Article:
by Christopher Paslay
Affirmative action policies and doctor shortages are prompting medical schools to accept less qualified students and shorten training.
When it comes to healthcare, I don’t care what color the doctor is, as long as he or she is qualified and properly trained; Ben Carson, the world-renowned African American neurosurgeon from Detroit and winner of the Presidential Medal of Freedom, is a case in point.
I’d be willing to bet most Americans feel the same way. There are those folks, however, who are obsessed with skin color and believe that everything should be balanced—even a profession as important as medicine. In other words, racial quotas and percentages should dictate acceptance into America’s medical schools, not just ability or merit.
As Chris Mondie writes on American Thinker:
In examining documents made public by the Association of American Medical Colleges (AAMC), it becomes apparent that race plays a disturbingly large role in the medical student application process. The documents provide data about the applicant pool from years 2009-2011 — namely, the number of applicants within a given GPA and MCAT score range, and how many of those applicants gained acceptance to a school. These data, it turns out, are organized by race.
A quick scan of the documents reveals that white students applying to medical school with a GPA in the 3.40-3.59 range and with an MCAT score in the 21-23 range (a below-average score on a test with a maximal score of 45) had an 11.5% acceptance rate (total of 1,500 applicants meeting these criteria). Meanwhile, a review of minority students (black, Latino, and Native American) with the same GPA and MCAT range had a 42.6% acceptance rate (total of 745 applicants meeting these criteria). Thus, as a minority student with a GPA and MCAT in the aforementioned ranges, you are more than 30% more likely to gain acceptance to a medical school.
In other words, there are some individuals who are less qualified to be doctors yet are walking around with stethoscopes simply because of the color of their skin. If this doesn’t make you nervous, consider the fact that some of America’s premier medical schools—like New York University—are considering shortening their training programs from four years to three in an effort to help students save money on tuition and better meet the growing shortage of doctors in America. According to a recent story in the New York Times:
Not only, they say, will those doctors be able to hang out their shingles to practice earlier, but they will save a quarter of the cost of medical school — $49,560 a year in tuition and fees at N.Y.U., and even more when room, board, books, supplies and other expenses are added in. . . .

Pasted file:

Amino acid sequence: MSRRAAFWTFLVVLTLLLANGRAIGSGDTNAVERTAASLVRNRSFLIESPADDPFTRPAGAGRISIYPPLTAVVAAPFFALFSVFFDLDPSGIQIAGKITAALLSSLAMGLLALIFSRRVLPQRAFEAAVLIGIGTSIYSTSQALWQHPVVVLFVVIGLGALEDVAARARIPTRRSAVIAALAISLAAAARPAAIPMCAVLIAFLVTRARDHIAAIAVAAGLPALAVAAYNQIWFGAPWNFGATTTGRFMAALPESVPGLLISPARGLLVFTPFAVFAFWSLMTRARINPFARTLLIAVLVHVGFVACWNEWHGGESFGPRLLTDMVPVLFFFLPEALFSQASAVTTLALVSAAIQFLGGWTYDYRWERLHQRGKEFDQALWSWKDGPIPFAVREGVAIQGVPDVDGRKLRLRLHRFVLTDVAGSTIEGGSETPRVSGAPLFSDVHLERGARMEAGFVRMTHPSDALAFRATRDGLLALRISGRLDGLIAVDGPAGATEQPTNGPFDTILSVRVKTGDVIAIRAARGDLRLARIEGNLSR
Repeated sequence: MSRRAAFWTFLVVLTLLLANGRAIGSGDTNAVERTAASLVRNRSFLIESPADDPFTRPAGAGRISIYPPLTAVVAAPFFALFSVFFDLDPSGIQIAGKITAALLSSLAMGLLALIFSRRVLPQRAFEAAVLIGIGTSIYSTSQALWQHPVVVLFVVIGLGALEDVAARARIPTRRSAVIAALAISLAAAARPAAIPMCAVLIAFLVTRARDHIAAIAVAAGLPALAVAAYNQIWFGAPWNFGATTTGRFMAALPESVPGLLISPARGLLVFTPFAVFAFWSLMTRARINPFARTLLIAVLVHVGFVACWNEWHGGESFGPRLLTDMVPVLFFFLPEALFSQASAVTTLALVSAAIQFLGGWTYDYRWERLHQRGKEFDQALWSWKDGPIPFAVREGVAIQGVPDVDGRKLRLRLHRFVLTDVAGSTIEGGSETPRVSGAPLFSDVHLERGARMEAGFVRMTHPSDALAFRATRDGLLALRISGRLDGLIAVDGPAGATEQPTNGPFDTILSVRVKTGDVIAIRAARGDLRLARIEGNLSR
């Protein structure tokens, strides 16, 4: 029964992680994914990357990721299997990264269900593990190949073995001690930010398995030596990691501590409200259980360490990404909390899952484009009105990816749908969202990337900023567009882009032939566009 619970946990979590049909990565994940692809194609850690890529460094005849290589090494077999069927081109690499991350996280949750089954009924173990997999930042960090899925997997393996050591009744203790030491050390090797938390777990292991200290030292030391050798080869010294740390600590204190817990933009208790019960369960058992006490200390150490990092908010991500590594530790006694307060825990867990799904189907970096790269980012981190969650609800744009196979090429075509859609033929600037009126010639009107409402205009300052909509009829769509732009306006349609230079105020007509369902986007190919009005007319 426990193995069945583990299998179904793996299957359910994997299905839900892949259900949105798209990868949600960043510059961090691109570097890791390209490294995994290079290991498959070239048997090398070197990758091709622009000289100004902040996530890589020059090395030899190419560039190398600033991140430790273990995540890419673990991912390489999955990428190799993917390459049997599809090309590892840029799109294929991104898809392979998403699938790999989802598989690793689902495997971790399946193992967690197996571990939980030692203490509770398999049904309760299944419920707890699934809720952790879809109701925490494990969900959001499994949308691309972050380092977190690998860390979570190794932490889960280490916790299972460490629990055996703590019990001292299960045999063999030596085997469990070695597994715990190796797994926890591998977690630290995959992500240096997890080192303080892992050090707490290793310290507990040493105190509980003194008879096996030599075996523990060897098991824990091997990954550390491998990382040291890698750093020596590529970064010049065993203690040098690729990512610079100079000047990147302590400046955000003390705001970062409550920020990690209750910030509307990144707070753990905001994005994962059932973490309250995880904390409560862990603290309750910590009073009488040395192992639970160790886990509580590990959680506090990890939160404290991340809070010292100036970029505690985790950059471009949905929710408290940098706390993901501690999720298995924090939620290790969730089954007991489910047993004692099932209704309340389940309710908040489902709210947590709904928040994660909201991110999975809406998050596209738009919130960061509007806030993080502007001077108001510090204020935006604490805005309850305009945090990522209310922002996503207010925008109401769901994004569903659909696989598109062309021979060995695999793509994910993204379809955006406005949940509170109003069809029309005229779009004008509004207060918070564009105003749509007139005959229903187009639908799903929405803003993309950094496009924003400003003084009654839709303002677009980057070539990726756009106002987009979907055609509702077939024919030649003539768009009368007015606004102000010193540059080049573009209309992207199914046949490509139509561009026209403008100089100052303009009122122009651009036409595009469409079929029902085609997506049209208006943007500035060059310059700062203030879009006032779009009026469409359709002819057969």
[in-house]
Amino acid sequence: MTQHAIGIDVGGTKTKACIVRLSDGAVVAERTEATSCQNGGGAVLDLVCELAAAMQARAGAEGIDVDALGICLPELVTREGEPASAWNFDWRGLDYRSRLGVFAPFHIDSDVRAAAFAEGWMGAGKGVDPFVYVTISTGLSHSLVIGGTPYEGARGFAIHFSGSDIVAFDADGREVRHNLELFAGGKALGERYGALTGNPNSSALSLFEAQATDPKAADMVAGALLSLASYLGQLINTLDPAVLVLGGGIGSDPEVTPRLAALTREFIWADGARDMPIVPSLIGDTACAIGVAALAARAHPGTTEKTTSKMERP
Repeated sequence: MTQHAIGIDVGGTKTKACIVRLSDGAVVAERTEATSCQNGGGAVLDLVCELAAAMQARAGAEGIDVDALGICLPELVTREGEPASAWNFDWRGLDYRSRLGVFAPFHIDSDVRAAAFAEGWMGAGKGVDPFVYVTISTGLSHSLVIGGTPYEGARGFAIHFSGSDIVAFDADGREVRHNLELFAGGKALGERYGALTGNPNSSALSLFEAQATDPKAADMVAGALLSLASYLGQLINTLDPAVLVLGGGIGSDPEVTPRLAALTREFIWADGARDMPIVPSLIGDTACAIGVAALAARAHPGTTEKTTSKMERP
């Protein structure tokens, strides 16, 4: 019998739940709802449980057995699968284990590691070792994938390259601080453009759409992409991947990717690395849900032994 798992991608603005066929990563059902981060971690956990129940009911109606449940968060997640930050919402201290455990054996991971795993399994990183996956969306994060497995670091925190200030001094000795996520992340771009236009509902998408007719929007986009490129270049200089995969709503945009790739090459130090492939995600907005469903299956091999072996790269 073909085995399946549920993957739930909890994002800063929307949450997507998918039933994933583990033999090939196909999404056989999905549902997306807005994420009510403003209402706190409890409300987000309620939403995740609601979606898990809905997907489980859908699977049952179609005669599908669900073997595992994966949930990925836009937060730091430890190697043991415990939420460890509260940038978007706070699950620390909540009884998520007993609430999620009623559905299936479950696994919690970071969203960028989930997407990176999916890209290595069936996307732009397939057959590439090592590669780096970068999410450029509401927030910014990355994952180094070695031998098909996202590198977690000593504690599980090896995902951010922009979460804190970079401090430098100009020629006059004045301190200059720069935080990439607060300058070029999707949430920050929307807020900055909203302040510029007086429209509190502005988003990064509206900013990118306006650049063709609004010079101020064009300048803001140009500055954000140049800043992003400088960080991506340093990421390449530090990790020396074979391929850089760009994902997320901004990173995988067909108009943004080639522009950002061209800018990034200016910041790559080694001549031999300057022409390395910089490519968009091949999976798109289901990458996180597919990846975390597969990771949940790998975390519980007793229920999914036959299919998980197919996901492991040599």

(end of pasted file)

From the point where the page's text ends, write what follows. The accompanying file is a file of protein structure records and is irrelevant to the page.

The deans say that getting students out the door more quickly will accomplish several goals. By speeding up production of physicians, they say, it could eventually dampen a looming doctor shortage, although the number of doctors would not increase unless the schools enrolled more students in the future.
Just what America’s healthcare system needs: cheaper, faster trained doctors who are proportionately representative of every color of the rainbow. This ethnically diverse brand of doctor who is a graduate of a “fast-track” medical school will nicely complement the implementation of the Patient Protection and Affordable Care Act, which President Obama insists will save Americans hundreds of billions of dollars and increase the quality of healthcare.
Speaking of Obamacare, Americans for Tax Reform reported the following:
In a letter to Majority Leader Harry Reid, 18 Democrat senators and senators-elect have asked for “a delay in the implementation” of the Obamacare medical device tax. Like most of the significant tax increases in Obamacare [there are 20 of them], the medical device tax is scheduled to take effect on Jan. 1, 2013, conveniently after the 2012 presidential election.
Now even Democrats (who voted for it in the first place) are realizing the medical device tax will serve to hamper—not stimulate—America’s struggling economy.
There are, to be sure, infinitely more goodies to come from Obamacare, and the 1,500 new IRS agents that are being hired by the federal government just to figure out the new tax laws.
I hope I don’t get sick anytime soon.